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FIAF charts a new direction for film makers

BY BENAJMIN NJOKU

For leading Nigerian filmmakers, scholars and other stakeholders in the nation’s film industry who graced the just concluded 5th edition of the Festival of Indigenous African Language Films,(FIAF), held in Akure the capital city of Ondo State, one thing that must not be taken away from the yearly event is the fact that it has helped to redirect focus on the need to use the medium of the tube to preserve our indigenous languages.

At the event, which ran for five days(from Sunday, October 2 through Wednesday, October 5), at the Owena International Motel, Akure, propagation of indigenous language films dominated discourse.

Leading discourse at the event that attracted participants from the Northern part of the country were notable film makers, scholars and students of film.

participants at the event

Professor Onookome Okome, a professor of African Literature and Cinema, at the University of Alberta, Edmonton, Canada delivered the key note address, while Professor Bolanle Awe, a Historian and Administrator with many years experience in the academic, private and government fields chaired one of the major events at the festival.

Like the previous editions, this year’s FIAF was a mixture of many things as it also turned out to be an economic booster to various entrepreneur.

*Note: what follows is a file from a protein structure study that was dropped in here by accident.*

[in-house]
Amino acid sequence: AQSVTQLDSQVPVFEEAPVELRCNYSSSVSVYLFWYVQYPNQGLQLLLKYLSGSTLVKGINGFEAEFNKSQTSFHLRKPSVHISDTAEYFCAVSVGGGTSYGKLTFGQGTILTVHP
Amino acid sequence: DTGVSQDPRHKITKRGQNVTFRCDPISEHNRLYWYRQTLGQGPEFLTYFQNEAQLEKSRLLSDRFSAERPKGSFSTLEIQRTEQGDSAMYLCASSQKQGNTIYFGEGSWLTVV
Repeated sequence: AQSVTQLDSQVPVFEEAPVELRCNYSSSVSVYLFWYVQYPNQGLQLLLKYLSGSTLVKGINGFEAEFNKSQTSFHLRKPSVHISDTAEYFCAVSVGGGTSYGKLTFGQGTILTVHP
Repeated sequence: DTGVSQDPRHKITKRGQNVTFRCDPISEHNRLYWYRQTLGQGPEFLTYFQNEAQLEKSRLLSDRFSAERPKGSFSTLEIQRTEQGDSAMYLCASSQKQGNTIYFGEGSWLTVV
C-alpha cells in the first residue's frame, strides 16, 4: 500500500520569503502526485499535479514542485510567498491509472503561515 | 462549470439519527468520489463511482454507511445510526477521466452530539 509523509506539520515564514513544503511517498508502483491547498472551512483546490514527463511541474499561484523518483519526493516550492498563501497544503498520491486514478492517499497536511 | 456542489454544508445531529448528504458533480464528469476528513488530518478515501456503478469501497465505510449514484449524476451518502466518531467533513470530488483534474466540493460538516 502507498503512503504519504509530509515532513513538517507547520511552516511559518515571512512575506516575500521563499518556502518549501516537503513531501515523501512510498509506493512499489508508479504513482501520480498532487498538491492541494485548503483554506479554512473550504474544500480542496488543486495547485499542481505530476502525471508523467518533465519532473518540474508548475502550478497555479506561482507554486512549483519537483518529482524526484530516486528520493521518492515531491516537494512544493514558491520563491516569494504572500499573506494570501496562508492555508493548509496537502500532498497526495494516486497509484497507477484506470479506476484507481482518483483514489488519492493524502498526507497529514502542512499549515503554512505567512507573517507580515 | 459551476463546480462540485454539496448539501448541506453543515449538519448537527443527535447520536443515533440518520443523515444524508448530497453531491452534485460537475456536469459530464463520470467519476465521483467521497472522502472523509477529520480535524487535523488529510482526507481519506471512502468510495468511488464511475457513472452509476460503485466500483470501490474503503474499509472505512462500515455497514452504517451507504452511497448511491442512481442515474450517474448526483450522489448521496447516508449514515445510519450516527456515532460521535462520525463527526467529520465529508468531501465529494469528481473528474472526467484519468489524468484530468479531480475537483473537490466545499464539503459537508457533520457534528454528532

Governor Olusegun Mimiko while declaring the festival open, on Monday, described FIAF as “a cultural renaissance”adding that ‘there is need for us to go back to our cultural roots, if we are serious about development”.

According to him, whether we like it or not liberalization and globalization has deepened poverty in the Sub-Saharan Africa. “‘It is not about what we see, there are empirical evidence; life expectancy is less, as well as all the indices of human development, and level of unemployment has been unprecedented.”

Noting that one of the themes of the festival is to create and also bring to notice the organic linkage between culture, value and development, Mimiko further stressed that globalization has been engineered to trigger development in an unusual rate in human history.

“Those countries that globalization have affected positively, had value system integrated hence, it alongside with culture survived colonialism, capitalism, competition, communism and different shades of it, including what people call modern colonialism”.he said

Mimiko posited that “there is no way we can engineer social development if it is not rooted in our culture, pointing out that there were some value system in the past which any deviation from it, were unheard of.

In her remarks, the festival director, Mrs Biodun Ibitola said the essence of the festival is to mobilise film makers to make films in indigenous languages that will drive, at all levels of the nation’s socio-economic activities.

She said the interconnect that this festival wishes to establish is that any people that despises its cultural heritage will find it difficult to excel economically and will also be technologically deficient.

“We at FIAF therefore seek to moblise filmmakers to make film in indigenous languages that will drive, at all levels of the nation’s socio-economic activities. We have long culture of truth, honesty, bravery, integrity, hard work, enterprise, dignity of labour and determination to succeed.”

FIAF is annually organised by RemdelOptimum Communications Limited.


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